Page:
PITWALL: Tools, Techniques and Metrics for the Optimization of Enterprise Network Defense Systems

PITWALL: Tools, Techniques and Metrics for the Optimization of Enterprise Network Defense Systems

Subrata Acharya (Towson University, USA)
DOI: 10.4018/978-1-4666-0104-8.ch018
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Abstract

The continuous growth in the Internet’s size, the amount of data traffic, and the complexity of processing this traffic give rise to new challenges in building high performance network devices. Such an exponential growth, coupled with the increasing sophistication of attacks, is placing stringent demands on the performance of network Information Systems. These challenges require new designs, architecture, and algorithms for raising situational awareness, and hence, providing performance improvements on current network devices and cyber systems. In this research, the author focuses on the design of architecture and algorithms for optimization of network defense systems, specifically firewalls, to aid not only adaptive and real-time packet filtering but also fast content based routing (differentiated services) for today’s data-driven networks.
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Introduction

The conventional security of the Internet has been static, perimeter based and is oblivious to traffic dynamics in the network. The above model causes the lack of knowledge to identify, address and prevent anomalous behavior and maintain the desired operation of current network defense systems. In recent years, there has been tremendous effort towards the design and development of several techniques and strategies to deal with the above shortcomings. Unfortunately, the current solutions have been able to address only some aspects of security. This is primarily due to the lack of adaptation and dynamics in the design of such solutions.

To this effect, this research presents various algorithmic and architectural techniques that aims to address the shortcomings in terms of adaptation, speed of operation (under attack or heavily loaded conditions), and overall operational cost-effectiveness of such network defense systems. The dynamic network behavior and events in such networks can be measured and analyzed to aid the design of efficient systems. The proposed research presents approaches for Tier-I ISP networks and filtering routers to correlate the dynamic metrics and achieve situational awareness required to protect critical network infrastructure and data driven operations over the Internet. Thus, the overall goal is the design of reliable and survival network defense systems. The tools proposed also aim to offer the flexibility to include new approaches, and provide the ability to migrate or deploy additional entities for attack detection and defense.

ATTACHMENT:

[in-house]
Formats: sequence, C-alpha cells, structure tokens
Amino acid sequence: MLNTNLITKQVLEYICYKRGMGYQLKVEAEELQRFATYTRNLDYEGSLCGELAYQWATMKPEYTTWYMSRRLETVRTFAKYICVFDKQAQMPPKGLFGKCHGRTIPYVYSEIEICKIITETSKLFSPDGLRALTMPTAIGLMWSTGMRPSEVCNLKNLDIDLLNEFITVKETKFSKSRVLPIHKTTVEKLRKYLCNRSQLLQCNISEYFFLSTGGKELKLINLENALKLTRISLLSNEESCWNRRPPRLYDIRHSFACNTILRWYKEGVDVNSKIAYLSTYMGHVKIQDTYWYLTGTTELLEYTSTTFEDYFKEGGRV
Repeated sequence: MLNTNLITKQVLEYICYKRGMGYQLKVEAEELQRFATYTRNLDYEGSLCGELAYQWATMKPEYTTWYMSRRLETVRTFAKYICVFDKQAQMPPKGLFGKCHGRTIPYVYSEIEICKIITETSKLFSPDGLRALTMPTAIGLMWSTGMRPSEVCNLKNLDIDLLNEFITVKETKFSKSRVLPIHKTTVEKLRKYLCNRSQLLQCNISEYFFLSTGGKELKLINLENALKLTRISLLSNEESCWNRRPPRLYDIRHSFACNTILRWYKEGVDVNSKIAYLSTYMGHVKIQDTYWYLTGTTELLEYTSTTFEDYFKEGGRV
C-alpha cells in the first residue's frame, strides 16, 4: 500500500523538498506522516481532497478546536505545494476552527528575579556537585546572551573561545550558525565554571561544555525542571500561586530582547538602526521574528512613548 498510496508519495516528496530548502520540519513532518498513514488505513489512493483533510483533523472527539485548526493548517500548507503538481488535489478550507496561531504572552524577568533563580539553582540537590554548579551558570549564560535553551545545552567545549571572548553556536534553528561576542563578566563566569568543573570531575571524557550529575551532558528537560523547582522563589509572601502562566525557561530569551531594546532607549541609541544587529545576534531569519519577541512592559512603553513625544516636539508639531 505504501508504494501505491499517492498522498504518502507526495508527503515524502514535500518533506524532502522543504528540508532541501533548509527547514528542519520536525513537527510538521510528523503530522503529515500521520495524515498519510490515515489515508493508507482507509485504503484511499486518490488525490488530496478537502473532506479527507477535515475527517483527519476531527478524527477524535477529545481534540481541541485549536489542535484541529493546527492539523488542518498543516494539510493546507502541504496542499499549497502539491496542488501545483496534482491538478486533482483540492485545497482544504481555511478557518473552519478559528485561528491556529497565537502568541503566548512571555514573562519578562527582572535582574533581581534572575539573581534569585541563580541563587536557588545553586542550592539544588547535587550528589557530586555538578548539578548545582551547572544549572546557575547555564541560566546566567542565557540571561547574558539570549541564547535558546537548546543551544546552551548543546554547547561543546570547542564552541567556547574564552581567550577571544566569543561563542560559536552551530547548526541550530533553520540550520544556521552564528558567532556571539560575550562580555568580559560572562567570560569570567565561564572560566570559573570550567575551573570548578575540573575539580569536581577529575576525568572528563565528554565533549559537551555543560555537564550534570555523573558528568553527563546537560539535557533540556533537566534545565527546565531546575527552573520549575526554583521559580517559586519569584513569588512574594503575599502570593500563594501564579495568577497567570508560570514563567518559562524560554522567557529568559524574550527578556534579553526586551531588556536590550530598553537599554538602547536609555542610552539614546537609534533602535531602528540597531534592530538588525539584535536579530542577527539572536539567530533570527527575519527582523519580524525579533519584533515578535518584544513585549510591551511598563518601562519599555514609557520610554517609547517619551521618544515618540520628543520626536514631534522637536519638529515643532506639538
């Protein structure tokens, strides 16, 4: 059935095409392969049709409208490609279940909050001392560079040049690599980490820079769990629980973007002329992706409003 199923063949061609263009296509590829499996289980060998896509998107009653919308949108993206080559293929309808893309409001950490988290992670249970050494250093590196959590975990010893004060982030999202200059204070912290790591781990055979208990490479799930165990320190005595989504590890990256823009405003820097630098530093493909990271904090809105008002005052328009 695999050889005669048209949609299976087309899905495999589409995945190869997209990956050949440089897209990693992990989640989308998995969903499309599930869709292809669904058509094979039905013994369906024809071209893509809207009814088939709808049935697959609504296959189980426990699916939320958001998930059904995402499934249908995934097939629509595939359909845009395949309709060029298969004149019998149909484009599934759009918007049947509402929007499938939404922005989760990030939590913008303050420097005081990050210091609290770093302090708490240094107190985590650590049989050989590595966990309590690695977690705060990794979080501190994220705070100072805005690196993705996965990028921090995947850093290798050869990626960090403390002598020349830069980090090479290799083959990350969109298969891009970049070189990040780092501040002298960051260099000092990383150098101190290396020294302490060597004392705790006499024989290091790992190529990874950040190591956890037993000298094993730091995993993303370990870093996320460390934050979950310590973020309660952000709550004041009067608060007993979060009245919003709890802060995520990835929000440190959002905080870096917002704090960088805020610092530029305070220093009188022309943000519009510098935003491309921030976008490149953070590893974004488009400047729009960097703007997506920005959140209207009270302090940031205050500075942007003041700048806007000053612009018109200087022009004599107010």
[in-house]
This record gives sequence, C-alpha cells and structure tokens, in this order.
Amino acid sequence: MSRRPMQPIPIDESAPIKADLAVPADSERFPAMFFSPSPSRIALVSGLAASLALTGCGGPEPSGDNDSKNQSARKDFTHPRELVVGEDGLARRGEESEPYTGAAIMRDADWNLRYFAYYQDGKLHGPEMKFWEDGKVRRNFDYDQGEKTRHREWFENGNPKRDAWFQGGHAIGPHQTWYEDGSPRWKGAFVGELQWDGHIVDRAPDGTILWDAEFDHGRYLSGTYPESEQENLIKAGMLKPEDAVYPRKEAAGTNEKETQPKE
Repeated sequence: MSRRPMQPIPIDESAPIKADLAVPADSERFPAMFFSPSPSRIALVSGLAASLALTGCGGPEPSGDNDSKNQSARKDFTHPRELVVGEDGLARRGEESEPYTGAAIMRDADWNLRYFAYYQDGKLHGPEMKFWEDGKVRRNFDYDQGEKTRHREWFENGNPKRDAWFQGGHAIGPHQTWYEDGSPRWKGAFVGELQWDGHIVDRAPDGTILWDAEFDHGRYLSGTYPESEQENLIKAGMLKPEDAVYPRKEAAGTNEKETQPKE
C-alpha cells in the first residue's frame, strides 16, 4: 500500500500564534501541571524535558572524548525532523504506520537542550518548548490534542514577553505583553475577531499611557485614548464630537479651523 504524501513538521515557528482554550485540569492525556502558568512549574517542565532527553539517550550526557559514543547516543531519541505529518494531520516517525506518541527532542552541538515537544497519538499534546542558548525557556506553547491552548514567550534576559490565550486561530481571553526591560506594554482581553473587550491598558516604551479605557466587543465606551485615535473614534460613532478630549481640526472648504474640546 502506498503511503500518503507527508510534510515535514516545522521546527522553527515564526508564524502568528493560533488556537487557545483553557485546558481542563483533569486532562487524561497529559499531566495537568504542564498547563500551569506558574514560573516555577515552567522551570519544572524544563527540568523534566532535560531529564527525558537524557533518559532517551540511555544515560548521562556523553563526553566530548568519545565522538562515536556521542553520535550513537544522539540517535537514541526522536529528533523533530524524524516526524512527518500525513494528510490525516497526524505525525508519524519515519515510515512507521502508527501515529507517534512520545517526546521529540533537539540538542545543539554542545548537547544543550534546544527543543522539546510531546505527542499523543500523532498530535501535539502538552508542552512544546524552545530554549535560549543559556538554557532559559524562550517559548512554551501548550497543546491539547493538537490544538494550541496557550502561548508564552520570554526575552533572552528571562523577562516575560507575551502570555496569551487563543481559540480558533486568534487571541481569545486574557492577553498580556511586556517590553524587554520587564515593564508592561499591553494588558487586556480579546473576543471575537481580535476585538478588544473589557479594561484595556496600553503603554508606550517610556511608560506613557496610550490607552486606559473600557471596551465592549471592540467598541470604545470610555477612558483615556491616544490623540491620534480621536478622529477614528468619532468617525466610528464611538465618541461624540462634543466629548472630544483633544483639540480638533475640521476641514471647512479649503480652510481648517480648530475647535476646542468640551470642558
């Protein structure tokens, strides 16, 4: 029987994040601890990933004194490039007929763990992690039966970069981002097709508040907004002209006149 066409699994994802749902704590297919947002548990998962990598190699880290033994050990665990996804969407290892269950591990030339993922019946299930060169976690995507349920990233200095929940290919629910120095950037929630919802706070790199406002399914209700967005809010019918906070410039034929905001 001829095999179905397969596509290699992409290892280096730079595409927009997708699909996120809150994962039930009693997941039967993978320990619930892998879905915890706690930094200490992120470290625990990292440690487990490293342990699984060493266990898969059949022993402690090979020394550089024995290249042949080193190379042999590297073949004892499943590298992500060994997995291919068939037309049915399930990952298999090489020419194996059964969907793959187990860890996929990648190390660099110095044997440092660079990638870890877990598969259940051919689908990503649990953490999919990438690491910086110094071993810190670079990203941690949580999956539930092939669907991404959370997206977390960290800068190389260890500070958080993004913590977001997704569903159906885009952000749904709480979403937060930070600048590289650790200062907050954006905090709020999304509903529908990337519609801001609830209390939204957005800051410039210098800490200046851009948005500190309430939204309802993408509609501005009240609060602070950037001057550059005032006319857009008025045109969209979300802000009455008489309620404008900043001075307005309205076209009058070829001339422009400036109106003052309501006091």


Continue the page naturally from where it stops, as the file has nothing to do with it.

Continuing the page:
Data communication networks have become an indispensable infrastructure for most industrial and academic institutions. Today’s Internet has undoubtedly become the largest public data network, enabling and facilitating both personal and business communications worldwide. The volume of traffic moving over the Internet, including all corporate networks, is expanding exponentially every day. As social dependence on such information systems continues to grow exponentially, a similar growth in threats is concurrently taking place. Traffic anomalies and attacks are commonplace in today’s network information systems. Attacks span the spectrum from computer worms and individual, localized intrusions aimed at gaining access to information and system resources, to coordinated and distributed attacks aimed at disrupting services and disabling critical infrastructure.

Furthermore, the number and frequency of these attacks has been increasing dramatically (Symantec Internet Security Report 2011), as the knowledge and tools required to carryout these devastating attacks are readily available on the Internet. As these attacks proliferate and grow in scope and sophistication, different institutions find themselves under growing pressure to place significant restrictions on open Internet access and collaboration. In this regard, institutions and organizations rely heavily on Intrusion Detection Systems (IDSs) for most network defense operations.

While such network defense systems have been designed, they are not geared towards extremely challenging network environments, which require support for high performance applications and open access policy for collaboration. Furthermore, these systems lack the critical on-time network aware information to identify and address the highly dynamic network environment while ensuring reliable, guaranteed and efficient network operation. Additionally, many of the existing intrusion detection systems are reactive in nature, and as such, are not practical in these dynamically changing environments. To overcome the above shortcoming, most of the Internet service providers still rely on offline traffic analysis and manual detection to deal with the various security threats and attacks. Current Tier-1 network defense systems are also limited by their lack of flexibility to deal with the ever-evolving characteristics of the attacks, in terms of diversity and intensity. While the use of machine learning based approaches holds promise, the schemes remain offline in nature, with potentially prohibitive high overhead in providing the real-time and situational significant knowledge for the efficient functioning of these network devices (Xiang et al 2005, Zhao et al 2003).

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